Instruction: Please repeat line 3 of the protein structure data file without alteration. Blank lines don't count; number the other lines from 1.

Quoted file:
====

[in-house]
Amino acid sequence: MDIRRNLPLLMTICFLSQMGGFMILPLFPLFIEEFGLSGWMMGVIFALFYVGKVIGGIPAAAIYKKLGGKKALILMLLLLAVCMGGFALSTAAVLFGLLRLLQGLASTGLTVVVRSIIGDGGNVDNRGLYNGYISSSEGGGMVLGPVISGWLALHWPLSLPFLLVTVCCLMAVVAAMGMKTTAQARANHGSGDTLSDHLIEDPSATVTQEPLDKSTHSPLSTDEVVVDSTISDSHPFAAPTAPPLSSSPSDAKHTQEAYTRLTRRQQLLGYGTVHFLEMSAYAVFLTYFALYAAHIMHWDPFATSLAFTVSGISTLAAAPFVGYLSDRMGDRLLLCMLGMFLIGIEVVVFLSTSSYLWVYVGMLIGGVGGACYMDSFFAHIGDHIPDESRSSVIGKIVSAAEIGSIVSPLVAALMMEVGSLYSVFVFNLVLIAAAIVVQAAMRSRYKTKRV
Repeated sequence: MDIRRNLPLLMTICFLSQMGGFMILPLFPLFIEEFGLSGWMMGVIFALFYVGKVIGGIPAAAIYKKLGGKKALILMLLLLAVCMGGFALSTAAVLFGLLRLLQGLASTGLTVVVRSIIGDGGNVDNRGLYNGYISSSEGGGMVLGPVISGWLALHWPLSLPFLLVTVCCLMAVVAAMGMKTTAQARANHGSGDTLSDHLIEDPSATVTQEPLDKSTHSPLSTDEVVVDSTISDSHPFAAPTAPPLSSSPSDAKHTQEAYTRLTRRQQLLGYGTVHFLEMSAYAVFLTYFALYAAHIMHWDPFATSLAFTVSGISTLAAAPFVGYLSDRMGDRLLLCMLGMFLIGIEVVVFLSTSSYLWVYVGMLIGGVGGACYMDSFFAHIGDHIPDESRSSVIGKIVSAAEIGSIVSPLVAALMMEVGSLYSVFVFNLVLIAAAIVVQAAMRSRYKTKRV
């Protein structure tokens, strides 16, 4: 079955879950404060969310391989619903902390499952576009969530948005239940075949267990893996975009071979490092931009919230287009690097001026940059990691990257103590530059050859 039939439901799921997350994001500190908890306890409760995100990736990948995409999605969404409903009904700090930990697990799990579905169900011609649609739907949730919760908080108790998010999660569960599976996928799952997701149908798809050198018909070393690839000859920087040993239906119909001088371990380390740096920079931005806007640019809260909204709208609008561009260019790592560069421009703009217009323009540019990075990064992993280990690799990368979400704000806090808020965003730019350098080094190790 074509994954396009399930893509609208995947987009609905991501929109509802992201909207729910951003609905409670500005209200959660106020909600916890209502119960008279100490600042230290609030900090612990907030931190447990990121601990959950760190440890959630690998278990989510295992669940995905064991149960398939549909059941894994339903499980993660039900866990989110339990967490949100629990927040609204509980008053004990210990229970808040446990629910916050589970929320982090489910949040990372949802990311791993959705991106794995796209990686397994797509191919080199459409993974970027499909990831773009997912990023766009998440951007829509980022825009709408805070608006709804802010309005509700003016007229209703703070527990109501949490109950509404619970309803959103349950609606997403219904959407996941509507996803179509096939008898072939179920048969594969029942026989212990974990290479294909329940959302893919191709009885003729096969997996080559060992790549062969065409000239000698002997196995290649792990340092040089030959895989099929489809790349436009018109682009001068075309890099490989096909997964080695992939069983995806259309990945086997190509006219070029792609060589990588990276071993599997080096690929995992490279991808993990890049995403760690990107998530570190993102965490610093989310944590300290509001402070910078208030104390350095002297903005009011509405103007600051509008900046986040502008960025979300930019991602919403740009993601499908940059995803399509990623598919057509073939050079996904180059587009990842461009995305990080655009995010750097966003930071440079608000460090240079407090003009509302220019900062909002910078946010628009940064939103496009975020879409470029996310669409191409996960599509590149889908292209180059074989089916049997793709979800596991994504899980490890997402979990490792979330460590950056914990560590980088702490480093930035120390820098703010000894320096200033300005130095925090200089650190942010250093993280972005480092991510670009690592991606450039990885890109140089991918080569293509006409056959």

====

Repeated sequence: MDIRRNLPLLMTICFLSQMGGFMILPLFPLFIEEFGLSGWMMGVIFALFYVGKVIGGIPAAAIYKKLGGKKALILMLLLLAVCMGGFALSTAAVLFGLLRLLQGLASTGLTVVVRSIIGDGGNVDNRGLYNGYISSSEGGGMVLGPVISGWLALHWPLSLPFLLVTVCCLMAVVAAMGMKTTAQARANHGSGDTLSDHLIEDPSATVTQEPLDKSTHSPLSTDEVVVDSTISDSHPFAAPTAPPLSSSPSDAKHTQEAYTRLTRRQQLLGYGTVHFLEMSAYAVFLTYFALYAAHIMHWDPFATSLAFTVSGISTLAAAPFVGYLSDRMGDRLLLCMLGMFLIGIEVVVFLSTSSYLWVYVGMLIGGVGGACYMDSFFAHIGDHIPDESRSSVIGKIVSAAEIGSIVSPLVAALMMEVGSLYSVFVFNLVLIAAAIVVQAAMRSRYKTKRV